Yarn 8 is my favorite from the book. Do you have a favorite yarn?
As I created different yarns and characters, I was curious to see which ones readers would enjoy the most. Based on the feedback I’ve received so far, Yarn 8/The Curse of Rhodanthea is a fan favorite and the most treasured yarn. Yarn 8 happens to be my favorite yarn as well. Of all the characters, I think Rhodanthea embodies a beautiful brokenness and a humble strength. For me, she is the perfect blend of human, god, and creature features. My second favorite yarns are Yarn 7/The Maiden and The Lyre and Yarn 9/The Rot Spine Monster. I had so much fun writing them, and they brought back fond memories of reading Greek Mythology as a child.
Each yarn seemed to focus on a different theme or had its own feeling. What were some emotions or feelings you wanted to capture in your stories?
Each yarn captures different emotions, moods, and personalities. Much like vintage fairy tales, each character can represent the light and dark aspects of ourselves. The Mermaids Melt at Dawn illuminates common archetypal patterns that are shared by all humans. Some of the experiences I tapped into are anger, sadness, fear, loneliness, love, humility, jealousy, joy, revenge, and remorse. I also crafted the story with some moments of surprise and horror as an homage to fairy tales and mythology, which were not rainbow and butterfly stories. They often had grim and shocking endings. Who could forget when Little Red Riding Hood found the granny wolf in bed, or when the old witch planned to stuff Hansel in the oven?
What is the next book that you are working on and when will it be available?
With Halloween just around the corner, it’s the perfect time of year to write a paranormal romance! My next book is in the early stages of the creative process, but characters and scenes are coming to life more and more every day. I hope to release my newest book within the next 6 months, and maybe it will be in time for Valentine’s Day!
Posted in Interviews
Tags: adventure, author, author interview, book, book review, bookblogger, ebook, fairy tale, fantasy, ficiton, folktale, goodreads, Grendolyn Peach Soleil, kindle, kobo, literature, nook, novel, paranormal, read, reader, reading, story, The Mermaids Melt At Dawn, urban fantasy, writer, writing
Caught (Sea Temptress Series Book One) by Kimberley Cale is a fantasy romance story about a pirate captain seeking revenge against the mermaid he captures. Quinn O’Connor believes that Lorelei is responsible for sinking his ship The Mayhem and killing his crew, and he intends to make her pay. He refuses to listen when Lorelei tries to explain what happened. Though she is desperate to escape an arranged marriage to the sadistic brother of sirens, Lorelei’s sister will be forced to take her place if she does not return home. When Lorelei and Quinn end up stranded together on a deserted island, will she be able to find a way to save herself and her sister?
The author has an enjoyable and engaging writing style and the story kept my interest. Lorelei and Quinn start out as enemies, but feelings between them quickly grow. I liked Lorelei’s character throughout the entire story, and I enjoyed reading the interactions between her and her sisters, Jewel and Storm. The twist at the end of the book, that allowed Quinn and Lorelei to be together, was not what I was expecting, and I liked that this part was not predictable despite some familiar beings from myths and fantasy. I liked the inclusion of the mythological elements that were woven into the story. There were many humorous parts of this book, which caused me to laugh out loud more than once, and I enjoyed the quotes at the beginning of each chapter.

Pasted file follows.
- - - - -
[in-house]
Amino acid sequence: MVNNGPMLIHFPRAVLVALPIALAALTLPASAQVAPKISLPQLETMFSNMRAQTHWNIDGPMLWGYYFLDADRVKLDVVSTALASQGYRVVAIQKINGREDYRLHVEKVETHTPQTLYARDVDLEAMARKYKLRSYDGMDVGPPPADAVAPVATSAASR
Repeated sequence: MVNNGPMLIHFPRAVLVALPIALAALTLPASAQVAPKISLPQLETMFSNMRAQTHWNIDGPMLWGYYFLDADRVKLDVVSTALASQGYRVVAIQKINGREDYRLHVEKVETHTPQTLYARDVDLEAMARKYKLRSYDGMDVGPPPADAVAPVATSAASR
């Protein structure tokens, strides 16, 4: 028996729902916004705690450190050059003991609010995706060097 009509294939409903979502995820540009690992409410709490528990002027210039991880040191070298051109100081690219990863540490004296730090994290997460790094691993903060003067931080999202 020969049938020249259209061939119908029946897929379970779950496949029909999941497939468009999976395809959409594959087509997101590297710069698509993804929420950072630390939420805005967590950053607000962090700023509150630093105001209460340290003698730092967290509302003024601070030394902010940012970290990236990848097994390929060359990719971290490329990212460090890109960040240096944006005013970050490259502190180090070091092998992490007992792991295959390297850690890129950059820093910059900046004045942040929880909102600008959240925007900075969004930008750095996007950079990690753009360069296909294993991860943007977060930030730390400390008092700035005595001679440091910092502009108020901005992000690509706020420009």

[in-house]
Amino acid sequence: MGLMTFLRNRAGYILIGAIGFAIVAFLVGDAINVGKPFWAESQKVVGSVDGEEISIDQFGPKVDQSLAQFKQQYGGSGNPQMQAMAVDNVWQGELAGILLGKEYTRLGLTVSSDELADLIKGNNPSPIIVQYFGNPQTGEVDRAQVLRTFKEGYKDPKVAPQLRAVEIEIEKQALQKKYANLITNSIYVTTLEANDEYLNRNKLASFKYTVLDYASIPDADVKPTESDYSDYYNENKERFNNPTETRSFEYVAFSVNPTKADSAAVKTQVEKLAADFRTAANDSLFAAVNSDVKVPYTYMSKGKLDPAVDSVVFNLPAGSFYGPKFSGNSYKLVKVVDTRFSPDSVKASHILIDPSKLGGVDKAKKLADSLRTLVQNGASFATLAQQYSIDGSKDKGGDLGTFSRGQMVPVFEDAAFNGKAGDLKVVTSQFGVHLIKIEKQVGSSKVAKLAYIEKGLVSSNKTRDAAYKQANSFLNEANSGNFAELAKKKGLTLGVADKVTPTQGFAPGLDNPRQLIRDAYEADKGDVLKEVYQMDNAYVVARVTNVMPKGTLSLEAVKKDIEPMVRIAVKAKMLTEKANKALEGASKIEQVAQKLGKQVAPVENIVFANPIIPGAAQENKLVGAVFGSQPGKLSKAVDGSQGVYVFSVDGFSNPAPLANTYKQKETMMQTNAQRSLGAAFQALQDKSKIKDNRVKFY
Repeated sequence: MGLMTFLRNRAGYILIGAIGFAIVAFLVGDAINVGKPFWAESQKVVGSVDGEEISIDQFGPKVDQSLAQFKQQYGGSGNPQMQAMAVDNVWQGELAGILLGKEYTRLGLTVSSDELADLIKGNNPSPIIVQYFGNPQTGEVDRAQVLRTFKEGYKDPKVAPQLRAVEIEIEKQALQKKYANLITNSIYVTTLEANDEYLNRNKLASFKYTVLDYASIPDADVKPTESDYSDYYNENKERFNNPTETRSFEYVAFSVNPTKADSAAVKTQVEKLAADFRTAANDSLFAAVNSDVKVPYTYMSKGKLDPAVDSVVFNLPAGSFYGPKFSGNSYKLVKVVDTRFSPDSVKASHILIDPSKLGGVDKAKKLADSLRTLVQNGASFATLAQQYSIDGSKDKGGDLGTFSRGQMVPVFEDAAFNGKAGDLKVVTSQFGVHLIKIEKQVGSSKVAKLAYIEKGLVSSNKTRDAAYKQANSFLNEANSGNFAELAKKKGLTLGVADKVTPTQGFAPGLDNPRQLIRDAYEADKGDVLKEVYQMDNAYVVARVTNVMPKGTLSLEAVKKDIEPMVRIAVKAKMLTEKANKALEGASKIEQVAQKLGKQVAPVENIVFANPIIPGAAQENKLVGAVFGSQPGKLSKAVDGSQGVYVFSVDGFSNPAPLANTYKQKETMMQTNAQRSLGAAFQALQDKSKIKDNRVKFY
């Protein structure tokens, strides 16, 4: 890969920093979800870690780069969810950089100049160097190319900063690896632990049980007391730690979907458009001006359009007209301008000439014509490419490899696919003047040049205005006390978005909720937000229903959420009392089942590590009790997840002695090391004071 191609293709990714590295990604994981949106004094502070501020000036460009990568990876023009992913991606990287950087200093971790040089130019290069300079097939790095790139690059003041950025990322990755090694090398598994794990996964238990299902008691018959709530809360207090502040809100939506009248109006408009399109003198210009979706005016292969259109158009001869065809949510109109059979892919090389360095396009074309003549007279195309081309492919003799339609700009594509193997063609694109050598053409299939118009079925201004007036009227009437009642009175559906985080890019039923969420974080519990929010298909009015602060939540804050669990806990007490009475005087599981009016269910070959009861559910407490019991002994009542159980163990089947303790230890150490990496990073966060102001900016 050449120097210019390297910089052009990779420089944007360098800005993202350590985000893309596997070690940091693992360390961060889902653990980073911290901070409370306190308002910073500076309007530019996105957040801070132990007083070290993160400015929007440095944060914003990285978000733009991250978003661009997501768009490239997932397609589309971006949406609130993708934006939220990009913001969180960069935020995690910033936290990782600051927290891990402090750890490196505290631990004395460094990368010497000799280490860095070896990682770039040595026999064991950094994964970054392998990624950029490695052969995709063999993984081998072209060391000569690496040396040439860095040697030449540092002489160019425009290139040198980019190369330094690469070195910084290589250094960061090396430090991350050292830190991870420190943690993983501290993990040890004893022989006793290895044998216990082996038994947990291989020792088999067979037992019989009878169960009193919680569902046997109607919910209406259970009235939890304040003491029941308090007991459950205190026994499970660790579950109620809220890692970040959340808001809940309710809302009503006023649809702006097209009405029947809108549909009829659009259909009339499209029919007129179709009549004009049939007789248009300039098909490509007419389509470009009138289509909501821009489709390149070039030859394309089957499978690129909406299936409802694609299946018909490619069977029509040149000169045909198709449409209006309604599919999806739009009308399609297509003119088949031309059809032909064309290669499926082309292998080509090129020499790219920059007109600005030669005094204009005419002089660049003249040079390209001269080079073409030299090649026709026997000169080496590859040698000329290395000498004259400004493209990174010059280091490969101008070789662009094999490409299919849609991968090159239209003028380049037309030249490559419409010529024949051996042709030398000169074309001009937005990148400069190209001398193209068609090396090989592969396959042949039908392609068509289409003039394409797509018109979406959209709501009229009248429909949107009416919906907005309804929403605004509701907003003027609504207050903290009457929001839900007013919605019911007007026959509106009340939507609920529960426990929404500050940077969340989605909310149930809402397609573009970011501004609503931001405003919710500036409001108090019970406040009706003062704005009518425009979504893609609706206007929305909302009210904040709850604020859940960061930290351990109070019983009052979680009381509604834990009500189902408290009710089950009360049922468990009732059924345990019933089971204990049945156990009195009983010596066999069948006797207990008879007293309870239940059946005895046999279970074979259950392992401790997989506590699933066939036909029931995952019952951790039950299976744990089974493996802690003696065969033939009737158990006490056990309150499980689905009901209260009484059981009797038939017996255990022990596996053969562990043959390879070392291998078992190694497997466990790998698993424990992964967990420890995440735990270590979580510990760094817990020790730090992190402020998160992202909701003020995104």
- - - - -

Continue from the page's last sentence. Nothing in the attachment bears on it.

I didn’t like that the book started in one place in the story and then went backward to show the reader the “beginning” of the story. I prefer when books start at the beginning of the story, and in this case, it felt as though the out of order timeline hindered the forward momentum of the story.
There were some troubling aspects of the interactions between Quinn and Lorelei at the beginning when he used his superior strength against her to try to push for physical intimacy while he was holding her captive. Despite his justifications and the agreement they come to, it brings up questions about whether Lorelei is actually “willing” or not. Quinn redeems himself later in the book, and I was glad that the story ended happily for both Lorelei and Quinn.
I’m looking forward to the next story in the series about one of Lorelei’s sisters. Caught is an exciting adventure novel that will delight fantasy fans who would like to see a new layer added to the mermaid mythology.
Pages: 155 | ASIN: B08D7T8YSK
Tags: adventure, author, book, book review, bookblogger, Caught (Sea Temptress Series Book 1), ebook, fairy tale, fantasy, fiction, folk tales, folktale, goodreads, Kimberley Cale, kindle, kobo, literature, mystery, mythology, nook, novel, read, reader, reading, romance, story, suspense, writer, writing